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Sarah knows a "secret" about the building in which the café is situated. Will this save the café?

Do the Preparation task first. Then listen to the audio. Next go to each Task and do the activity. If you need help, you can read the Transcript at any time.

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Language level

Intermediate: B1
Pre-intermediate: A2

Comments

Thanks Mr.Kirk .... I will try as your advise....

hello!
can we use 'say' for telling stories? why don't we use past tense for that? is it correct to use present tense.

hello bimsara.

if we are telling stories, we should use the past tense not the present tense because the events of any story happen in the past.

i wish my answer can help you.

Hi bimsara,

I'm not sure I understand your question. If you are asking if say a story is correct, the answer is no: in standard English, the expression is tell a story.

The verbs say and tell mean the same thing but are used differently. This is explained in detail in episode 2 of season 2 of the Elementary Podcasts, where you'll also find some exercises (see tab 7), but I'll briefly mention now that, unless it is part of an expression like tell a story or tell the truth, there must always be an indirect object after tell. For example: He told me that Carolina was out.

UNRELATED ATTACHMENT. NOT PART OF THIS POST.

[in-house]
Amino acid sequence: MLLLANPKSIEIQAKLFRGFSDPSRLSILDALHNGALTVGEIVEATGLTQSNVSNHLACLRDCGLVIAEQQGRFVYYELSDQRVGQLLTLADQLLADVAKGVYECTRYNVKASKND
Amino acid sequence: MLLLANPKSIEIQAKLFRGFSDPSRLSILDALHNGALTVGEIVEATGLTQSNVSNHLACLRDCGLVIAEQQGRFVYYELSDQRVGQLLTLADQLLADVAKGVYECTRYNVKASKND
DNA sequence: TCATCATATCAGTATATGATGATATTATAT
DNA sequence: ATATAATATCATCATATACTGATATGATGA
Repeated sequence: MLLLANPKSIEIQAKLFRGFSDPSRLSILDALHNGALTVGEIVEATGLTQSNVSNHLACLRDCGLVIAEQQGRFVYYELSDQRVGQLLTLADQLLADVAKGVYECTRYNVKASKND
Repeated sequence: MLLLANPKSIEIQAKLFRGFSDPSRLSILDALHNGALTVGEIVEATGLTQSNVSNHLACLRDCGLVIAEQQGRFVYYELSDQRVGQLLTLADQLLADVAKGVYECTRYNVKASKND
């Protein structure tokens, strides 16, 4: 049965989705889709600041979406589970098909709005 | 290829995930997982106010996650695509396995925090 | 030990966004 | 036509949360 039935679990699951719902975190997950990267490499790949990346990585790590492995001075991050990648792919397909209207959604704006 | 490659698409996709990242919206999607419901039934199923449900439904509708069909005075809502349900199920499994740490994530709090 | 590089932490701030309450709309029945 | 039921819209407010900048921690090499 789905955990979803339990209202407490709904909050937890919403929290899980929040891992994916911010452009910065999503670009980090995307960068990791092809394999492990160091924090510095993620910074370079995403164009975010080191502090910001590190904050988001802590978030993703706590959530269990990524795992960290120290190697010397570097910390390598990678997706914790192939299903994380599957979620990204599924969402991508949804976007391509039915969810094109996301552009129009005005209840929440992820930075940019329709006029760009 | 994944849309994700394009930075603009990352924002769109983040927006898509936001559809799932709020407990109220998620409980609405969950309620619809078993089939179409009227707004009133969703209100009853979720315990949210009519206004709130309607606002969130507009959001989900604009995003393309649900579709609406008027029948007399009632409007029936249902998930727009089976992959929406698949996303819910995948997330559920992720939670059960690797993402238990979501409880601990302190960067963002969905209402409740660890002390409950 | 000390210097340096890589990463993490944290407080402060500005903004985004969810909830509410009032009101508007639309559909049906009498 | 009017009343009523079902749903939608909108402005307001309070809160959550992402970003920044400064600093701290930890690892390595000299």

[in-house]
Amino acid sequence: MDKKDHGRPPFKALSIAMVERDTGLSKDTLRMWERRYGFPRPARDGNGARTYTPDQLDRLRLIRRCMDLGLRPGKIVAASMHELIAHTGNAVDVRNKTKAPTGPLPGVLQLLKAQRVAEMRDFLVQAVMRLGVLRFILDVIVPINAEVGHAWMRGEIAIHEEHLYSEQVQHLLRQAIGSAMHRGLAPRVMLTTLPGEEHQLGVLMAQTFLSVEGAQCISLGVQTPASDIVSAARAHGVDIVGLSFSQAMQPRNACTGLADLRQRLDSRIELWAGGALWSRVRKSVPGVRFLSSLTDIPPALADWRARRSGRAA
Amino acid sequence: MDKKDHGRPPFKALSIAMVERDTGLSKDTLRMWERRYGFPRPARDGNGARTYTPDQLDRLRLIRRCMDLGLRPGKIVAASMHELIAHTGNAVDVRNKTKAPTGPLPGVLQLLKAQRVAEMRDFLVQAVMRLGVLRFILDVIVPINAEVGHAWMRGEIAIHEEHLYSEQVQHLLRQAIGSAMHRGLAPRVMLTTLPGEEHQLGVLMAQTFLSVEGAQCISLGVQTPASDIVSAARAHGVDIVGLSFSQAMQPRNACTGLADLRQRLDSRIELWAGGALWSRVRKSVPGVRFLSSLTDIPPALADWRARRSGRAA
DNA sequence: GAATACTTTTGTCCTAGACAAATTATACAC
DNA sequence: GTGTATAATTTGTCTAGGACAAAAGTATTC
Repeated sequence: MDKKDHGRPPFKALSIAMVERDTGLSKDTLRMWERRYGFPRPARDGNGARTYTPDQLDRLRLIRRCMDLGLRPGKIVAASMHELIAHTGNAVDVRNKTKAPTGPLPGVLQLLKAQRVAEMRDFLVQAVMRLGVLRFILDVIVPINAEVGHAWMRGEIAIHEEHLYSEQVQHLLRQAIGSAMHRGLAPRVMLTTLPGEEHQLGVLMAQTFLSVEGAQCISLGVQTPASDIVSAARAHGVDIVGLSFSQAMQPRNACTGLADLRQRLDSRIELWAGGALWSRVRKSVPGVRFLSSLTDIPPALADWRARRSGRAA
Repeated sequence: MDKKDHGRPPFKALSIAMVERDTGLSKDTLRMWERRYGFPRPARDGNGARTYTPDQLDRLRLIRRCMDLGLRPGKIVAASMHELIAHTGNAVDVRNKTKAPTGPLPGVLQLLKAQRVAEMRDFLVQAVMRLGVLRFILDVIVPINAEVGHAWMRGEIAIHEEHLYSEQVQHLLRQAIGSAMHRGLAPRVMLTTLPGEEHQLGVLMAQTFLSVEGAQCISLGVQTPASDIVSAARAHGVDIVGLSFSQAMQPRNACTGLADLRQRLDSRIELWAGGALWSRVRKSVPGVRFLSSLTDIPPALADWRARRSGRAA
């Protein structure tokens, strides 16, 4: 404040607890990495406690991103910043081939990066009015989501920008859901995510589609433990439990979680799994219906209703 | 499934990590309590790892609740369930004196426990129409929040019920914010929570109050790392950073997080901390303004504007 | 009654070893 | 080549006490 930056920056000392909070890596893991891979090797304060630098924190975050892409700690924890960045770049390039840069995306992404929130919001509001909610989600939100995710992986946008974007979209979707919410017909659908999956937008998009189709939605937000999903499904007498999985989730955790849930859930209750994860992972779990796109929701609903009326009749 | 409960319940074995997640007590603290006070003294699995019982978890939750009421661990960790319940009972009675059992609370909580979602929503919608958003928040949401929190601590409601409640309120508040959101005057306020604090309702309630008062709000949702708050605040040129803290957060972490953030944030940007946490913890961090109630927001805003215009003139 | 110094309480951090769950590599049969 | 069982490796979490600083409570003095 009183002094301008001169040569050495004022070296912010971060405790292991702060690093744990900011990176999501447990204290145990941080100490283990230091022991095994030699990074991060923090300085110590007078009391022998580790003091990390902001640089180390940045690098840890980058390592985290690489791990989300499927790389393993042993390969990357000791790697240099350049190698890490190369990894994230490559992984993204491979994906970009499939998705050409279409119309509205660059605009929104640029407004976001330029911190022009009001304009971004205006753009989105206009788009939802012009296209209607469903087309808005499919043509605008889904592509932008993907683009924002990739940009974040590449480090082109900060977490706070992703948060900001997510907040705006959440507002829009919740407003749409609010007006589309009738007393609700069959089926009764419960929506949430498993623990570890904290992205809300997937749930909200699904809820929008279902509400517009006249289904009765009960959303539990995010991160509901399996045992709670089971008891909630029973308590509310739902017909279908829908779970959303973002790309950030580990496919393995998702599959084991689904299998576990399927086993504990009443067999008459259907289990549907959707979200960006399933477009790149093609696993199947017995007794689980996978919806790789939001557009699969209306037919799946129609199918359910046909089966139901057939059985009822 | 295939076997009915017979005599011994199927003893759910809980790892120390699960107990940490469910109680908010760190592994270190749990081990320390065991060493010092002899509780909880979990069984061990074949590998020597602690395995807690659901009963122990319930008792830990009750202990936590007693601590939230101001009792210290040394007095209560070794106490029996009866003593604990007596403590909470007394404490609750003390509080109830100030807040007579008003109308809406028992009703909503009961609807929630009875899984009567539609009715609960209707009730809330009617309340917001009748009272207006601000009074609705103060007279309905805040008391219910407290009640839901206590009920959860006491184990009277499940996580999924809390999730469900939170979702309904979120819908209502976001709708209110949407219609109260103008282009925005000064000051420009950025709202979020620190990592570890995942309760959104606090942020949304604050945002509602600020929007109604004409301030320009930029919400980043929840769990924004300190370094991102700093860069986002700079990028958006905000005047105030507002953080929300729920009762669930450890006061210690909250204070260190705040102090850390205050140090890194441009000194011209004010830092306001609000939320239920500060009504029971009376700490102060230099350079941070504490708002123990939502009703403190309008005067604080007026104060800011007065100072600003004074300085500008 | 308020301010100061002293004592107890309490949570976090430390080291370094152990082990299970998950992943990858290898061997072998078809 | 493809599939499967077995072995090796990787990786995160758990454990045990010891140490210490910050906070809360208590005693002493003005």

The phrase *he told that his sister was out is incorrect because tell requires an indirect object. If there is no indirect object, the phrase should use say instead: he said that Carolina was out.

If your question was different from what I've explained here, please don't hesitate to ask us again.

Best wishes,

Kirk
The LearnEnglish Team

Hi.. I find this really helpful. I feel I've got an improvement in listening English.
I'd like to ask the expression that tony asked in the beginning of the conversation " what are you lot doing?"
 

Hi dwii_bayu,
This is a very informal expression which we use only with people who we know very well.  It means 'What are (all of) you doing?' and it is often used as a form of greeting, rather like 'How's life?' or 'What's up?'  In answer we might often say something like 'Not much', 'Nothing special' or 'Oh, we're just...' (talking about/thinking about/getting ready to...).
Best wishes,
 
Peter
The LearnEnglish Team

Thanks .. :) I really love this site

Hello! First of all many thanks for your so helpful website. I practice a bit every day, as your advice, and my english is improving a bit every day. I've a question: Why Carlos says "Is it OK if I sit here?" and not "Is it OK if I sit down here?".Thank you in advance for your kind answer.

Hi bonaiti,
Thanks very much for your positive feedback. It's always great to know that people find LearnEnglish helpful. That's what we're here for!
As for your question, have you tried checking in the dictionary (see the Cambridge Dictionaries Online box on this page on the right) to see if there is a difference between the verb sit and the phrasal verb sit down? Please take a look - I think you'll see it's very convenient to use - and then let us know if anything's not clear.
Keep up with your daily practice, it's really important and I'm sure you'll learn even more that way.
Best wishes -
Kirk
The LearnEnglish Team

This is a Fantastic.

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